The Kardashian-Jenner empire is once again expanding. And for the first time, Kendall Jenner—previously the only sister without her own beauty brand—is getting involved in the industry conquests. In an Instagram post last Wednesday, the model and now entrepreneur announced she was excited to help launch Moon Oral Care (with the company’s founder, Shaun Neff). It is, rather obviously, a dental care line that is founded on the noble belief that “taking care of your teeth shouldn’t just do something — it should make you feel something.” What exactly that something is isn’t entirely clear. Perhaps that wonderful, tingly feeling of disrupting your periodontitis in full view of all your followers?
It was only a matter of time before Jenner launched a product of her own, but with lip kits, perfume, jeans, and whatever Poosh is already staked out by her sisters, it was up in the air as to what region of the body she’d claim as hers to beautify. And with notable branded gaffes like that poorly thought out Pepsi commercial and Fyre Fest in her past, it’s safe to say that whatever Jenner launched needed to be relatively non-controversial. Hello, teeth. Along with acting as the brand’s face, Jenner also has a stake in Moon Oral Care’s business. The line includes Instagram-bait dental innovations like matte black toothbrushes, activated charcoal whitening toothpaste in “lunar peppermint,” and a special Kendall Jenner tooth-whitening pen, all in sleek packaging that will look at home next to your Sunday Riley serums and Glossier Cloud Paint. The entire line, which only includes natural, vegan, and PETA-certified ingredients, is already available on Moon Oral Care’s website and will be in ULTA stores starting in May.
Jenner’s dental care line didn’t strike me at first as being at home with the rest of her family’s business ventures. Sure, charcoal toothpaste had its Instagram moment, and you can’t really ride the New York City subway without seeing a Quip toothbrush ad, but thus far Kardashian-Jenner-branded ventures have largely stayed within the lucrative realm of traditional beauty products that outlast a single trend cycle. When I think of the things that influencers are most likely to try to keep selling me, floss—jet-black packaging notwithstanding—isn’t really at the top of the list. But the fact that a member of one of the most business-savvy families in America has decided to stake a claim not in the relatively obvious, safe realms of makeup or clothes, but in something beauty-adjacent but also kind of gross like dental care, signals just what a behemoth the $4.2 trillion wellness industry has become.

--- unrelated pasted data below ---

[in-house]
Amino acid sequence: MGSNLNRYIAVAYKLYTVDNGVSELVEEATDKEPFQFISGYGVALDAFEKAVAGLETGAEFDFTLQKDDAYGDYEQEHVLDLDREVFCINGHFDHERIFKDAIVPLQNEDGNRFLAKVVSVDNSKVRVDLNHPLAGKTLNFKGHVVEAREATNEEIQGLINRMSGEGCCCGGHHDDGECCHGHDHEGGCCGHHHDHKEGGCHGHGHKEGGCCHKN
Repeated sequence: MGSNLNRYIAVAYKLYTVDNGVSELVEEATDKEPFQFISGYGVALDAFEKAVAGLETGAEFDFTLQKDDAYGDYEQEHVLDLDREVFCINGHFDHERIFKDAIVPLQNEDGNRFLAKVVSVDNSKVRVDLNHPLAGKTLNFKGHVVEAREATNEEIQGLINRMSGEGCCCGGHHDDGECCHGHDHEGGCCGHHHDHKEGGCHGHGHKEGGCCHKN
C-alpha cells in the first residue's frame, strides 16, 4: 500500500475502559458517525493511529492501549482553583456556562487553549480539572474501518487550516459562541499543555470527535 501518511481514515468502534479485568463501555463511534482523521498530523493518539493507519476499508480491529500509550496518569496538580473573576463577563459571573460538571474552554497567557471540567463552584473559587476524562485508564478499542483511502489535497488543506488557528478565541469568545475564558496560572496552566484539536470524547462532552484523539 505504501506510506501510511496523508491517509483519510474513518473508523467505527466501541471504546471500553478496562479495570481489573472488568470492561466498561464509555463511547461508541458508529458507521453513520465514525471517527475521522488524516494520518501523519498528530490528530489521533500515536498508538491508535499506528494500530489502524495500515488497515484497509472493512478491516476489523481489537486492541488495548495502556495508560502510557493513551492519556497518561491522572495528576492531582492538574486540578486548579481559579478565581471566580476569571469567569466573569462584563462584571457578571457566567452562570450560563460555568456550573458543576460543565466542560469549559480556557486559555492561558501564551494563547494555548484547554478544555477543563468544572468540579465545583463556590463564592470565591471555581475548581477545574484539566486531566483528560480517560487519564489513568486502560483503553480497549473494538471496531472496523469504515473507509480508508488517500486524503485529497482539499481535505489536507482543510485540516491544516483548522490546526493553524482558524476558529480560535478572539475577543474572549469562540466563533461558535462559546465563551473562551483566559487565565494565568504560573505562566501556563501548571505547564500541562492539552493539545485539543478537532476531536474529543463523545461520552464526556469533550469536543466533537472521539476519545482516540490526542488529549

Moon Oral Care is one of many product lines that fit into the subtle cultural shift toward expensive beauty care that is marketed as “natural.” Rather than covering up flaws or (supposedly) turning back the clock with mysterious anti-aging compounds, these products perfect or brighten or whiten and only with the “best ingredients.” This evolution is at the heart of no-makeup makeup and the ongoing rise of frou-frou skin care, as well as the turn away from framing weight loss as a quest to well, lose weight. Instead, we are in pursuit of feeling stronger or cleansing our bodies of toxins, hiding our mothers’ diet culture in the new language of luxurious empowerment, of freedom from chemicals in a world where pollutants are slowly killing us and our planet. Indeed, Moon Oral Care promises a “routine worthy of your countertop,” an all-natural treat to yourself that you deserve, leagues above the unworthy drugstore toothpaste. And like so much wellness, it lies at the intersection of murky science and chic packaging.
As a recent Atlantic piece by Ferris Jabr detailed, the evidence behind most dental procedures and interventions is tenuous at best. Because of the way that dentistry evolved, isolated from other more rigorously researched bodies of medicine, many of the truisms we hear about how best to take care of our teeth are little more than maxims passed down through the ages, internalized as truth. “As a profession, dentistry has not yet applied the same level of self-scrutiny as medicine, or embraced as sweeping an emphasis on scientific evidence,” Jabr writes. And yet, like skincare, dental care is designed to protect and perfect one of the very first things that others see when they interact with you. The lack of evidence behind treatments and products, combined with the fact that having bad skin and teeth can have a negative effect not just on self-esteem but on how others perceive you, creates a bevy of vulnerable underinformed consumers. In other words, a perfect market to corner in a larger industry that is designed to make you feel bad about yourself while simultaneously producing a solution to your woes.
Of course, none of that makes Moon Oral Care uniquely devious. By all means, it’s probably as effective as any other dental product on the market, and it’s certainly prettier. But Jenner’s business-savvy step into both dental care and the marketing of “natural” ingredients as automatically superior to their “chemical” cousins suggests to me that we are only just beginning our journey toward the wellness-ification of everything. At the very least, it means that, served alongside with Instagram ads for dermabrasion or cycling classes, I can soon expect to see smiling influencers with charcoal-stained teeth.